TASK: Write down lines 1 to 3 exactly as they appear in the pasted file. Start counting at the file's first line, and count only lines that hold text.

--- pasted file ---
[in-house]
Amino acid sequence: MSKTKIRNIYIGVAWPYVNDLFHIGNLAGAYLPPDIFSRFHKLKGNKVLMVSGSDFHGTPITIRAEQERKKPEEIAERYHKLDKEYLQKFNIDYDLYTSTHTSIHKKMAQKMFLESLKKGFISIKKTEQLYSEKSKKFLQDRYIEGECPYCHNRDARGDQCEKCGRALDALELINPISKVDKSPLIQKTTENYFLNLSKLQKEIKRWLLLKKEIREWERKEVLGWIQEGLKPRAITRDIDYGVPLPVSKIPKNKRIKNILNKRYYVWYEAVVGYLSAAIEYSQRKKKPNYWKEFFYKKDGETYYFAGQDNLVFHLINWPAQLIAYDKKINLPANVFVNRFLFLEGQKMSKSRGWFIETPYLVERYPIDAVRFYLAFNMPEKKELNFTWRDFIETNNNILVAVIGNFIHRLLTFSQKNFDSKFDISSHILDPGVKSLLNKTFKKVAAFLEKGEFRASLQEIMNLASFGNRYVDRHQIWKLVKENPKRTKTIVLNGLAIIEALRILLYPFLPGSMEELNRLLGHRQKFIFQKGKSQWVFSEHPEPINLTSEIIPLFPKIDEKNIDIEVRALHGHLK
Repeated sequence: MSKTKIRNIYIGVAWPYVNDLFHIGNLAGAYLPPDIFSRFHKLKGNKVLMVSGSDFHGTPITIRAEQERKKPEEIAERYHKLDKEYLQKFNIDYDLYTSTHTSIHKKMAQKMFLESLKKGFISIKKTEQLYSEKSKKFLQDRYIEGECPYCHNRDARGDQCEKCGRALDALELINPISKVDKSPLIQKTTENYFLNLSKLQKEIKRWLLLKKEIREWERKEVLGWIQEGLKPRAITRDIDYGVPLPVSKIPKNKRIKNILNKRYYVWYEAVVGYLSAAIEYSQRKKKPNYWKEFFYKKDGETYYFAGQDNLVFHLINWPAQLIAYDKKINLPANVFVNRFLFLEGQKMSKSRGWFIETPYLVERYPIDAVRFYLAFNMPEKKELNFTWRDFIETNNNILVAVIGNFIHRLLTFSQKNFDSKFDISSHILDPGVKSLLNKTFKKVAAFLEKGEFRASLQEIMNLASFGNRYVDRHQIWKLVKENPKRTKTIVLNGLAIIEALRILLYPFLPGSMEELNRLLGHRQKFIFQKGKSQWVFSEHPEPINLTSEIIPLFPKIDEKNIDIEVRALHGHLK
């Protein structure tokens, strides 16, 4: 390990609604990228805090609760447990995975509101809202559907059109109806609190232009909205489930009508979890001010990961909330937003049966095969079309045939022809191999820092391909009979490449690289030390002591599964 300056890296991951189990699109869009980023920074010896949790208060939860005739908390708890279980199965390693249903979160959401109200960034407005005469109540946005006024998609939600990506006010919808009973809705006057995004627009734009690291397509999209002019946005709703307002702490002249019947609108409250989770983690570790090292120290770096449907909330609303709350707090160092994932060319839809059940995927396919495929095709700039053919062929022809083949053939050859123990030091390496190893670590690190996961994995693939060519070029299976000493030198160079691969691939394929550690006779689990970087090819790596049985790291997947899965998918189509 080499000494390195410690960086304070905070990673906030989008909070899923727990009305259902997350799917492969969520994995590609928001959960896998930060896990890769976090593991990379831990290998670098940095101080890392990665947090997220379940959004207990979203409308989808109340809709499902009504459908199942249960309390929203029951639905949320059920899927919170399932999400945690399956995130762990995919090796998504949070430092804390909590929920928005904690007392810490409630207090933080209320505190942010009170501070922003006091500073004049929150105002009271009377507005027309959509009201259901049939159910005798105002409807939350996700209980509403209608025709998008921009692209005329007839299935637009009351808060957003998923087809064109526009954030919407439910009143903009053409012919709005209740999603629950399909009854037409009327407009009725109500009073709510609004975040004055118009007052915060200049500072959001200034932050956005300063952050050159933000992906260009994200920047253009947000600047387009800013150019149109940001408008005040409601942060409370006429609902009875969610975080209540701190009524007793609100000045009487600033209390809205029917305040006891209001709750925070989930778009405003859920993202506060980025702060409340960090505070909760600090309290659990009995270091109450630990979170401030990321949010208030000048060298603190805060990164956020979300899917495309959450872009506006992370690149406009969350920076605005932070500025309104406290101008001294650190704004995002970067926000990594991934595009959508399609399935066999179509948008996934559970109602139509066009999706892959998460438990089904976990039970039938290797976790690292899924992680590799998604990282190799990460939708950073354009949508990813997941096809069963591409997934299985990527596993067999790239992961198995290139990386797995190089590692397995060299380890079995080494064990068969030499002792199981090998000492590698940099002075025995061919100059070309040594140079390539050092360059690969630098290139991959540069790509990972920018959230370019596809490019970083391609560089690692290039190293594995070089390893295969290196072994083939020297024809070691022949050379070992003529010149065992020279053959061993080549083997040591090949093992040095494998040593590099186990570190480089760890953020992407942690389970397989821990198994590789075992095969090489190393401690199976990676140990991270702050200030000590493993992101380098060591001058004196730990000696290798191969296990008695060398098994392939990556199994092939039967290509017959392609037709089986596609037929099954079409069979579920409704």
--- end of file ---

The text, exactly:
[in-house]
Amino acid sequence: MSKTKIRNIYIGVAWPYVNDLFHIGNLAGAYLPPDIFSRFHKLKGNKVLMVSGSDFHGTPITIRAEQERKKPEEIAERYHKLDKEYLQKFNIDYDLYTSTHTSIHKKMAQKMFLESLKKGFISIKKTEQLYSEKSKKFLQDRYIEGECPYCHNRDARGDQCEKCGRALDALELINPISKVDKSPLIQKTTENYFLNLSKLQKEIKRWLLLKKEIREWERKEVLGWIQEGLKPRAITRDIDYGVPLPVSKIPKNKRIKNILNKRYYVWYEAVVGYLSAAIEYSQRKKKPNYWKEFFYKKDGETYYFAGQDNLVFHLINWPAQLIAYDKKINLPANVFVNRFLFLEGQKMSKSRGWFIETPYLVERYPIDAVRFYLAFNMPEKKELNFTWRDFIETNNNILVAVIGNFIHRLLTFSQKNFDSKFDISSHILDPGVKSLLNKTFKKVAAFLEKGEFRASLQEIMNLASFGNRYVDRHQIWKLVKENPKRTKTIVLNGLAIIEALRILLYPFLPGSMEELNRLLGHRQKFIFQKGKSQWVFSEHPEPINLTSEIIPLFPKIDEKNIDIEVRALHGHLK
Repeated sequence: MSKTKIRNIYIGVAWPYVNDLFHIGNLAGAYLPPDIFSRFHKLKGNKVLMVSGSDFHGTPITIRAEQERKKPEEIAERYHKLDKEYLQKFNIDYDLYTSTHTSIHKKMAQKMFLESLKKGFISIKKTEQLYSEKSKKFLQDRYIEGECPYCHNRDARGDQCEKCGRALDALELINPISKVDKSPLIQKTTENYFLNLSKLQKEIKRWLLLKKEIREWERKEVLGWIQEGLKPRAITRDIDYGVPLPVSKIPKNKRIKNILNKRYYVWYEAVVGYLSAAIEYSQRKKKPNYWKEFFYKKDGETYYFAGQDNLVFHLINWPAQLIAYDKKINLPANVFVNRFLFLEGQKMSKSRGWFIETPYLVERYPIDAVRFYLAFNMPEKKELNFTWRDFIETNNNILVAVIGNFIHRLLTFSQKNFDSKFDISSHILDPGVKSLLNKTFKKVAAFLEKGEFRASLQEIMNLASFGNRYVDRHQIWKLVKENPKRTKTIVLNGLAIIEALRILLYPFLPGSMEELNRLLGHRQKFIFQKGKSQWVFSEHPEPINLTSEIIPLFPKIDEKNIDIEVRALHGHLK